Sketchy rumor claims 2018 iPhones will sport both embedded Apple SIMs and standard SIM tra...

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in iPhone
One or more of this fall's iPhones will make use of dual-SIM, dual-standby (DSDS) technology, in some cases using an embedded Apple SIM, a Chinese report claimed this week.

Mockups of Apple's 2018 iPhones.
Mockups of Apple's 2018 iPhones.


Enabled iPhones will typically have an embedded Apple SIM paired with a conventional tray, the 21st Century Business Herald said. Chinese models will allegedly use two trays, since Apple SIMs aren't available there.

The reliability of the report is questionable, as the Herald doesn't have a track record with Apple products, and dual-SIM iPhones have been rumored as far back as the iPhone 7. The publication also didn't indicate which specific phones will use the technology, an issue since Apple is expected to premiere three new models this year: 5.8- and 6.5-inch OLED products, and a less expensive 6.1-inch LCD device.

At the same time, analyst Ming-Chi Kuo -- known for his supply chain connections -- has hinted at the possibility of dual-SIM iPhones, pointing to the 6.1- and 6.5-inch models.

DSDS technology provides a number of benefits, the most obvious being the ability to travel across borders or coverage zones without swapping SIM cards. This is a key consideration for people in China, who often jump cellular providers between provinces. Dual-SIM configurations are also attractive to businesses that manage their own mobile device deployments.

Apple SIMs were first introduced in 2014 as a way of letting 4G iPad owners switch carriers without constantly buying and swapping SIM cards. iPad Pros now feature embedded Apple SIMs, though other models must still use separate cards Apple sells.
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Comments

  • Reply 1 of 24
    nunzynunzy Posts: 662member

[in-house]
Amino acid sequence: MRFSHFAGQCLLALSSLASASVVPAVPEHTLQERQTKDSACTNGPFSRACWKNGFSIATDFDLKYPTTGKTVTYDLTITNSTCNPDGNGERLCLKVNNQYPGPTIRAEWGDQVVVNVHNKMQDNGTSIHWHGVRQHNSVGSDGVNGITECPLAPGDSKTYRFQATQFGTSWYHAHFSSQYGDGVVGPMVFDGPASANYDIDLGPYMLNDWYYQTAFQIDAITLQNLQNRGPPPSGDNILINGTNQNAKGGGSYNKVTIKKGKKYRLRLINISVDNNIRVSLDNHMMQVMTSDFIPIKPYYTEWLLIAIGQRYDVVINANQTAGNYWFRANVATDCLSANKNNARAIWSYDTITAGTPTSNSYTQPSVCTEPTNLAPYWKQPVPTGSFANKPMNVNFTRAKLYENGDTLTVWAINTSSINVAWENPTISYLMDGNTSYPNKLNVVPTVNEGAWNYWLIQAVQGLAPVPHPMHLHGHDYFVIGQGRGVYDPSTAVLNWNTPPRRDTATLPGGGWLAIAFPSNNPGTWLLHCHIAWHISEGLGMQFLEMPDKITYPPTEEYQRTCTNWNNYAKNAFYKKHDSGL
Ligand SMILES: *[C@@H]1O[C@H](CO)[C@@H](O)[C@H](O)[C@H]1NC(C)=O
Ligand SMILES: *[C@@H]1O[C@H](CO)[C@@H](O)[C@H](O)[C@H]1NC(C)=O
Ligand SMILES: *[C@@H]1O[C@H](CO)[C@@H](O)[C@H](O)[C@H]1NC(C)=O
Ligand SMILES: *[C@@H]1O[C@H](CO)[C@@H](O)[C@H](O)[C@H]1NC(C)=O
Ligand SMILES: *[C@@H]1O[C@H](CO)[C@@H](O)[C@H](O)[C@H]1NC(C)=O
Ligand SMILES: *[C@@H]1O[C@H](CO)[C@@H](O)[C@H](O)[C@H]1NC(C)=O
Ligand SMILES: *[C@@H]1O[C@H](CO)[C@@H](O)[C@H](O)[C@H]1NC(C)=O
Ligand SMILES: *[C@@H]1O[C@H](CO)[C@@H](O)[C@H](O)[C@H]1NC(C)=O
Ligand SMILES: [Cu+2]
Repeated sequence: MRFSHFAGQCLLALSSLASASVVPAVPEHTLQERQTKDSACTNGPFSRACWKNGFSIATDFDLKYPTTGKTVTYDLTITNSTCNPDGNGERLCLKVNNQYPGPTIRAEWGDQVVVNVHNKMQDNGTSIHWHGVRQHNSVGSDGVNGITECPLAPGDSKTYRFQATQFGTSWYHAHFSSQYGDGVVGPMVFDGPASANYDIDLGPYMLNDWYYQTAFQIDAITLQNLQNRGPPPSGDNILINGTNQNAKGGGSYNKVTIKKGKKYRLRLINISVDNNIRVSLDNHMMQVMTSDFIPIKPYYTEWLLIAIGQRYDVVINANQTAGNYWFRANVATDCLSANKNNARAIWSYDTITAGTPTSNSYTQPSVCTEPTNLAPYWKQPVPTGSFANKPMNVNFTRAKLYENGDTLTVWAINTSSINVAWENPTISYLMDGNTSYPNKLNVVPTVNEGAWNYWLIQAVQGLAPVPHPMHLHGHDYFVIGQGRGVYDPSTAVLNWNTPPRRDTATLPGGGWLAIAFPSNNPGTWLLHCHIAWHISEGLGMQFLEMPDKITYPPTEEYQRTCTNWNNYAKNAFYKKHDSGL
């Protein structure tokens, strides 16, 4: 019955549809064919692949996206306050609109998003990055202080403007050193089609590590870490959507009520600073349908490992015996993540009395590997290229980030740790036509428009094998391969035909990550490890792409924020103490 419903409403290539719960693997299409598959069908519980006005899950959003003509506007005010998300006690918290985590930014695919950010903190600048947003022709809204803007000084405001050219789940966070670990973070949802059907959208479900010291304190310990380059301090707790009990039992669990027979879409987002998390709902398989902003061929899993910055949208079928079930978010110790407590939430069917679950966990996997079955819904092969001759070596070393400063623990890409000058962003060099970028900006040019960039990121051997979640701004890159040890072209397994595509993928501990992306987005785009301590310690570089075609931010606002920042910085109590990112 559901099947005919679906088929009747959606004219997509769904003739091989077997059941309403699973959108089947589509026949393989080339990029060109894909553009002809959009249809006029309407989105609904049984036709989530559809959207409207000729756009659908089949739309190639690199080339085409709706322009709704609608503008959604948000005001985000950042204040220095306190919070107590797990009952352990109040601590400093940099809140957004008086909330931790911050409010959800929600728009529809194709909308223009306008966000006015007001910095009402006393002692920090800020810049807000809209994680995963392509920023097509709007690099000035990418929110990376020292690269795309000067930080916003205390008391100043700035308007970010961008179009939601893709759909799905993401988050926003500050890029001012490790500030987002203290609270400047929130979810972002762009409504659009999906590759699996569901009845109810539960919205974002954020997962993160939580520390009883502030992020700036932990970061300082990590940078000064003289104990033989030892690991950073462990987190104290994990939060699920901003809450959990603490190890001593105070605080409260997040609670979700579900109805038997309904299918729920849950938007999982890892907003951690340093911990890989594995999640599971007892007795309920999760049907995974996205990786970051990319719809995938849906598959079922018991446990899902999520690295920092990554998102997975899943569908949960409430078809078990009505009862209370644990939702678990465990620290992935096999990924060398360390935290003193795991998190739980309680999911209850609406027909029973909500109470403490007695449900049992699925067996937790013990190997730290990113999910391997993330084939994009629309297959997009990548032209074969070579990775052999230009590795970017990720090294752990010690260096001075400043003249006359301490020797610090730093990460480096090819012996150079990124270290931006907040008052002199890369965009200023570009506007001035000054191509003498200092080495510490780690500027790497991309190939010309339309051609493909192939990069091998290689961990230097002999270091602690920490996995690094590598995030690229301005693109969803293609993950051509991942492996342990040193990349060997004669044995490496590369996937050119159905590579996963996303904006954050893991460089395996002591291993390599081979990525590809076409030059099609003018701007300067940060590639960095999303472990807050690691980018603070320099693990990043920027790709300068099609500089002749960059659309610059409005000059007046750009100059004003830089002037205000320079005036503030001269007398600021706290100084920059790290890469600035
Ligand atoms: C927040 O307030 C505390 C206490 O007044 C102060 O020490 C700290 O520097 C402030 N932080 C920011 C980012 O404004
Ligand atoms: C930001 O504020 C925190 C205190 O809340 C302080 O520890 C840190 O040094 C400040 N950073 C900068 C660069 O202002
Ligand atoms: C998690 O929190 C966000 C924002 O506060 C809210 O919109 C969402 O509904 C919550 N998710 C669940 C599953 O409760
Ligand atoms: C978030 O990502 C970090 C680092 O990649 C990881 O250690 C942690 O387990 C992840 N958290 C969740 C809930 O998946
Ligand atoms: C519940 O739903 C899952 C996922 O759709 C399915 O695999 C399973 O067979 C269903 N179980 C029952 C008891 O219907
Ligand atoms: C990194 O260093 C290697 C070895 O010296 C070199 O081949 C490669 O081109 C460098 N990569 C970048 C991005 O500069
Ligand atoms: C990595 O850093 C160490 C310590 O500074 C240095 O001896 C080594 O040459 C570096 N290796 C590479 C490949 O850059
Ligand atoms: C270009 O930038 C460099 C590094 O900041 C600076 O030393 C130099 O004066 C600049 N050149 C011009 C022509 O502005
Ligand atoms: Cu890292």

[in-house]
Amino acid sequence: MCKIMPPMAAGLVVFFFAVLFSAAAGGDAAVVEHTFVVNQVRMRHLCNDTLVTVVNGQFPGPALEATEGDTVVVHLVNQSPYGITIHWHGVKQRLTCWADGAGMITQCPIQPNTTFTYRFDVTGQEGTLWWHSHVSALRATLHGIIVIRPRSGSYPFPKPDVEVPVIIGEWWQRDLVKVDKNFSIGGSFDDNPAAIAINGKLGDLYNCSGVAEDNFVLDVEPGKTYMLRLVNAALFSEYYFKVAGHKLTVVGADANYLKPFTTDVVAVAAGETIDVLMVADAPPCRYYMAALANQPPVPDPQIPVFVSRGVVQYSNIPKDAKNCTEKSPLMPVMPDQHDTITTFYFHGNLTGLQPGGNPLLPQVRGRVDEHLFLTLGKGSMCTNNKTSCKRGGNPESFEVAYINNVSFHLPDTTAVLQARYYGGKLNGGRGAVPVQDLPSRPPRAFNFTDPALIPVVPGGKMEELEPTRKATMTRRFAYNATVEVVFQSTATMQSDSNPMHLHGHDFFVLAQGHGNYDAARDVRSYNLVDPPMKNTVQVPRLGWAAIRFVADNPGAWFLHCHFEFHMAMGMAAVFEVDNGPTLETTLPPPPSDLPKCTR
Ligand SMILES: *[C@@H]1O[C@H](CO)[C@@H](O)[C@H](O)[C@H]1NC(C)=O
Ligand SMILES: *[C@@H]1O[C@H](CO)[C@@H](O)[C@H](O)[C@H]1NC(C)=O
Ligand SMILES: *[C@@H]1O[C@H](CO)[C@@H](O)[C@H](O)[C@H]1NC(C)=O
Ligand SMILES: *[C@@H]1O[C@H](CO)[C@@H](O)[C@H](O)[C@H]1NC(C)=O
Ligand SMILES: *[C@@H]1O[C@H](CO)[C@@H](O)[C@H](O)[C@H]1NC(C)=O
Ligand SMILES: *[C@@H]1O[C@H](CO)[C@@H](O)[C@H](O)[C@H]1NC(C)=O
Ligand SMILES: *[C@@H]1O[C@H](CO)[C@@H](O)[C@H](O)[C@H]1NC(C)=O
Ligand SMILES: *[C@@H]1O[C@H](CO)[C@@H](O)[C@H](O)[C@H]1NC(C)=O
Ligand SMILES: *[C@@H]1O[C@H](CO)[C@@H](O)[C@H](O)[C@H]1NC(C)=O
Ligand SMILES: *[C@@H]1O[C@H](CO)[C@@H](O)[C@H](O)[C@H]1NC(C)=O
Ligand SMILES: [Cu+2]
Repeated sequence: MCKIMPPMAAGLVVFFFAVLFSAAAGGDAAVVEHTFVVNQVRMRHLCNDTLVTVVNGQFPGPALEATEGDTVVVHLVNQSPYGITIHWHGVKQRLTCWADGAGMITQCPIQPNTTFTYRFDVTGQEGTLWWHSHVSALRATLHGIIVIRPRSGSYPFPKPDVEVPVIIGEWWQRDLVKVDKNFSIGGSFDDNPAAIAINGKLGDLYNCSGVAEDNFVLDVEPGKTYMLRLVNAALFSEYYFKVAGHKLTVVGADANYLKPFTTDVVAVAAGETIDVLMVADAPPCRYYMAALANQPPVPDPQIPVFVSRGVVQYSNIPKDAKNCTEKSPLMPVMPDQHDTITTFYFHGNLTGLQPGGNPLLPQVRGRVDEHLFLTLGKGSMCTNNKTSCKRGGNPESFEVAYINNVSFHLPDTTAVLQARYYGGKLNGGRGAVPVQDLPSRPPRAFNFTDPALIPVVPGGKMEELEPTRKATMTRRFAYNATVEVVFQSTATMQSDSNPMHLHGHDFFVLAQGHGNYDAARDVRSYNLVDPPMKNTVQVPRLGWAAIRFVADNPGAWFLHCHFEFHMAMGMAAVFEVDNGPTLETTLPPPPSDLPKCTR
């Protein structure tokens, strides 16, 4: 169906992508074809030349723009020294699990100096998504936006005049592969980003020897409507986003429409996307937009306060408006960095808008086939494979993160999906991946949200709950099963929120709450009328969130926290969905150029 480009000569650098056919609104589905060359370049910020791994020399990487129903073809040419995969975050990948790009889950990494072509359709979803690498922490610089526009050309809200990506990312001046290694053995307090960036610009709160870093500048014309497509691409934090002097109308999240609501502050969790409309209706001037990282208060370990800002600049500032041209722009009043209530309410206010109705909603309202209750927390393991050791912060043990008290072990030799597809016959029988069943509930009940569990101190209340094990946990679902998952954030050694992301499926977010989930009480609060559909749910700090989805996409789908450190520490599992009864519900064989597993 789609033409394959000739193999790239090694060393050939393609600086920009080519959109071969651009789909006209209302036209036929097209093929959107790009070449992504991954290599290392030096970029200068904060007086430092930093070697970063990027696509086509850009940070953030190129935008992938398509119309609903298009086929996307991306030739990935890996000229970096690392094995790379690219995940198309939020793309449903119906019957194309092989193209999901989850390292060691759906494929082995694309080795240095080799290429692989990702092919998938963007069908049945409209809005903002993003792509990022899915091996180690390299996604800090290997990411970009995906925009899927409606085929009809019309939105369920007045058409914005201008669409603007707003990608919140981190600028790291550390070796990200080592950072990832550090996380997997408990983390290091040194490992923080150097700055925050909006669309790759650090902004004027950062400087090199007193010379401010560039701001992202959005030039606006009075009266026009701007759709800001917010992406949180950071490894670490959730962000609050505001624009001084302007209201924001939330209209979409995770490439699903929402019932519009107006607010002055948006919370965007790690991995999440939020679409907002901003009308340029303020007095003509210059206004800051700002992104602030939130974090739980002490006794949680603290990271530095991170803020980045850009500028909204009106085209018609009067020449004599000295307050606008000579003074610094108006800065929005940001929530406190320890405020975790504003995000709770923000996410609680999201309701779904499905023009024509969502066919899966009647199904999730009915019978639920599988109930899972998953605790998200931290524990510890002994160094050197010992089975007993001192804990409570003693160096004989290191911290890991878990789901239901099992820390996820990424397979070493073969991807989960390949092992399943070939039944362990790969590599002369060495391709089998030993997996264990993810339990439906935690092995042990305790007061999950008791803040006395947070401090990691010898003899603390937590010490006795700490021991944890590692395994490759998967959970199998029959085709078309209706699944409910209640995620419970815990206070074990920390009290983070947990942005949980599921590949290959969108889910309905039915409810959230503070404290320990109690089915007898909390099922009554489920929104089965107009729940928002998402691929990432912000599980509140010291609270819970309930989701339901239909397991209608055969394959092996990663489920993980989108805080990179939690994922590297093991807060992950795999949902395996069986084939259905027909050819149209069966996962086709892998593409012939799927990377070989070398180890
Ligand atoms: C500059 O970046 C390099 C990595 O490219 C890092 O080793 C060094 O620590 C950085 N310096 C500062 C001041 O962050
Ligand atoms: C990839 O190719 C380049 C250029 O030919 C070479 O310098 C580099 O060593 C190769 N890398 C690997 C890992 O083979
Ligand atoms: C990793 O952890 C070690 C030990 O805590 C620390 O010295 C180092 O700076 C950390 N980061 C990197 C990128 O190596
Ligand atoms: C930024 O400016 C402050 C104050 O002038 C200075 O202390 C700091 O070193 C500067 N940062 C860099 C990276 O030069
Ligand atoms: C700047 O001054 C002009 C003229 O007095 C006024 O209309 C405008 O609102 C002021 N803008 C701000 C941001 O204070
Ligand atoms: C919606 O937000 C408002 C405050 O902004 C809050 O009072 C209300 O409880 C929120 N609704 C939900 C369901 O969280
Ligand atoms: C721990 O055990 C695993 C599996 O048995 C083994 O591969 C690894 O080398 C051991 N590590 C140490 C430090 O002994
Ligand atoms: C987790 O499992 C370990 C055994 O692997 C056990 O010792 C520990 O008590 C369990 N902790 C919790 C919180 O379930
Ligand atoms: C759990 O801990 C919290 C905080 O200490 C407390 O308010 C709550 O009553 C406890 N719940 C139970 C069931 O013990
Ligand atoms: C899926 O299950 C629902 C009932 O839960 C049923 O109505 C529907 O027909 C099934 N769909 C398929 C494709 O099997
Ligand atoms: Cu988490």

Why doesn't Apple just eliminate the SIM card all together? Apple's skates to where the puck is going to be, not where it used to be.  if Apple eliminated of a SIM card, all the Android phones would do exactly the same thing because all that Android does is copy Apple every time.
    GeorgeBMaccaladanian
  • Reply 2 of 24
    tzterritzterri Posts: 97member
    They should also remove all buttons and the screen. :-/
  • Reply 3 of 24
    foggyhillfoggyhill Posts: 4,767member
    nunzy said:
     Why doesn't Apple just eliminate the SIM card all together? Apple's skates to where the puck is going to be, not where it used to be.  if Apple eliminated of a SIM card, all the Android phones would do exactly the same thing because all that Android does is copy Apple every time.
    Some of the telco are not playing ball on the sim virtualisation on phones, though I think they're ok with it on some other devices like tablets.
    mike1nunzyfastasleeptoysandmewatto_cobra
  • Reply 4 of 24
    Rayz2016Rayz2016 Posts: 4,561member
    nunzy said:
     Why doesn't Apple just eliminate the SIM card all together? 
    Because the telecom outfits don’t like eSims. They make it too easy to change provider. 
    edited June 2018 tmayGG1lkruppnunzyfastasleeptoysandmewilliamlondonmattinozwatto_cobra
  • Reply 5 of 24
    macguimacgui Posts: 1,176member
    Not.Gonna.Happen. I make this statement in the hopes that Apple proves me wrong and offers a phone I want with eSIM/SIM capability. 

    This would make moving to a new phone effortless. A future upgrade from that could be dual-SIM capability. But I still call Not.Gonna.Happen.
    watto_cobra
  • Reply 6 of 24
    wood1208wood1208 Posts: 1,927member
    If Apple have one storage version(i.e. 128GB or 256GB ) of 6.1" and 6.5" dual SIM than both could be sold like never seen before. Extra cost of dual SIM added to higher storage price. I don't care eSIM much as dual SIM tray where when travelling overseas, you just add new SIM to a slot on dual sim tray.